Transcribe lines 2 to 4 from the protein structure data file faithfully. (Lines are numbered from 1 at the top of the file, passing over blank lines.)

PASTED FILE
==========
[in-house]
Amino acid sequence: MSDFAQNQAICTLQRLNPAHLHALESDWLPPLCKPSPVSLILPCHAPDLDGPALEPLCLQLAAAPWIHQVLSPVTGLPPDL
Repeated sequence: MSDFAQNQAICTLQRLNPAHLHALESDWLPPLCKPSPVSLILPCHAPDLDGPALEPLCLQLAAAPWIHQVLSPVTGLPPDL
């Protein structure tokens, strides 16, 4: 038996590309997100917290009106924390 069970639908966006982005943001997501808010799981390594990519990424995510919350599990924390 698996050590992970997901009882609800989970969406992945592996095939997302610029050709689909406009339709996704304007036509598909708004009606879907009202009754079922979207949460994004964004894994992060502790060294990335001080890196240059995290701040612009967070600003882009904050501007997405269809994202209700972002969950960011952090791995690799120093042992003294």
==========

Amino acid sequence: MSDFAQNQAICTLQRLNPAHLHALESDWLPPLCKPSPVSLILPCHAPDLDGPALEPLCLQLAAAPWIHQVLSPVTGLPPDL
Repeated sequence: MSDFAQNQAICTLQRLNPAHLHALESDWLPPLCKPSPVSLILPCHAPDLDGPALEPLCLQLAAAPWIHQVLSPVTGLPPDL
């Protein structure tokens, strides 16, 4: 038996590309997100917290009106924390 069970639908966006982005943001997501808010799981390594990519990424995510919350599990924390 698996050590992970997901009882609800989970969406992945592996095939997302610029050709689909406009339709996704304007036509598909708004009606879907009202009754079922979207949460994004964004894994992060502790060294990335001080890196240059995290701040612009967070600003882009904050501007997405269809994202209700972002969950960011952090791995690799120093042992003294």